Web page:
Loss is a confusing time. Practically speaking, you’re dealing with the everyday tumultuous changes brought about by the loss of your loved one. And emotionally, the confusing turmoil of grief may even make you question your sanity while you’re grieving.
Although research supports the idea that avoiding difficult emotions is a natural and adaptive response in small doses, studies have found that chronic, prolonged periods of avoidance of grief-related emotions only makes things more difficult. Suppression of grief-related emotions actually increases the activation of these emotions, and leads to poorer concentration and functioning, as well as recurrent intrusive thoughts in the future.
Several emotions are common to the grief process, and it’s helpful to watch for these emotions and embrace them while grieving, according to grief expert Alan Wolfelt, PhD, founder of The Center for Loss & Life Transition. Wolfelt also recommends some positive steps to take (and also ones to avoid) for each.
Shock & numbness
Feelings of shock and numbness are normal feelings and serve as the bridge that carry you from the tragedy to the next step of each day.
- Do: Be gentle and compassionate with yourself. Remember, you’re delicate right now, so treat yourself kindly.
- Don’t: Reject offered support. Now is not the time to isolate. Let other people take care of you during this time.
Disorganization & confusion
Don’t be surprised if you feel scattered and disorganized. Feelings of confusion and disorientation are normal after a loss. Sometimes, day-to-day tasks such as self-care (bathing, dressing, eating, etc.) can seem too complex to coordinate.
- Do: Make written lists of priority tasks, and talk to others about confusing thoughts. Take things one step at a time and find allies to help you sort confusing thoughts and details. Remember, people want to help.
- Don’t: Make unnecessary commitments or make critical decisions. Your mind is on overload, which means it can’t process difficult decisions. Avoid making important decisions until things have settled.
Strong emotions may seem to “explode” from you at unexpected times for unwarranted reasons. These types of explosive emotions – anger, hate, blame, terror, resentment, rage and jealousy – are normal, and their intense expression is normal, too. Think of it as your psyche’s way of making space for the healthier emotions that underlie them – pain, helplessness, frustration, fear and hurt – to express themselves in healthy ways.
- Do: Express these emotions outwardly in ways that don’t harm others. Doing so will lead to healing. Find a compassionate listener or engage in physical activities.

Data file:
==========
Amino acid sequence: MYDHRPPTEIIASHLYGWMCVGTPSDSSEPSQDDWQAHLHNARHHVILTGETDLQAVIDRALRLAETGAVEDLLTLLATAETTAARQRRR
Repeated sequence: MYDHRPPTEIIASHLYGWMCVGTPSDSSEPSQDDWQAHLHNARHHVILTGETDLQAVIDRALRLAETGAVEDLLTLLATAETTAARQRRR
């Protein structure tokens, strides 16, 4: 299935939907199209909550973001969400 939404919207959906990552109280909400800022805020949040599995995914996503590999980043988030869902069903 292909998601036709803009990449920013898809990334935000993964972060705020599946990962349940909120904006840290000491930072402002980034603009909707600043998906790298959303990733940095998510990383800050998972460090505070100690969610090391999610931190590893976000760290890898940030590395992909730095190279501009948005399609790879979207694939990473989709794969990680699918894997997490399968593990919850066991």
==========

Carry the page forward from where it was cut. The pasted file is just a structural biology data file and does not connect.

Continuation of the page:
- Don’t: Bottle up. Keeping difficult emotions like these inside leads to low self-esteem, depression, guilt, physical complaints, and sometimes even persistent thoughts of suicide.
It’s natural to live this part of your life looking backward, and hindsight is always 20/20. There will always be “should-have’s,” but dwelling on them will do nothing to help you in the present moment or the future.
- Do: Focus on self-compassion. Find self affirmations and repeat them to yourself when you start to run through the memory reels of past regrets.
- Don’t: Allow others to explain away your feelings. Find a listener who doesn’t instantly dismiss your feelings of guilt.
Sadness and depression can make grieving people feel isolated and alone. Depression is normal while you’re grieving, but it’s important to keep in mind that sometimes normal can slide its way into something more. If your depression isn’t softening over time, if you can’t function in your daily life, and if you feel a pervasive sense of worthlessness and hopelessness, it’s time to seek help. The Center for Loss and Transition has helpful tools for finding a grief therapist. Grief therapists are counselors specifically trained in grief support and recovery.
- Do: Talk to others and express yourself in other ways, too. Talking with others will keep you connected to community. Paint, sing, dance—do anything that makes you feel you can express your pain in your own way.
- Don’t: Hold back tears. Crying is nature’s antidepressant. It activates that calming part of our nervous system and reduces pain (physical and emotional) through the release of oxytocin and endogenous opioids, also known as endorphins.
Remember, regardless of what your emotion may be in the moment, realizing you’re not your emotions – and avoiding the tendency to label them as “good” or “ bad” – will go a long way in helping you heal.
Try to find “…a place to be quiet and alone with your thoughts and feelings,” Wolfelt recommends. “In these moments of solitude, learn to check in with yourself about the death. Ask yourself, ‘What am I thinking about feeling right now about this loss?’ Allow your thoughts and feelings to surface without judgment. Look your grief in the face and say hello to it.”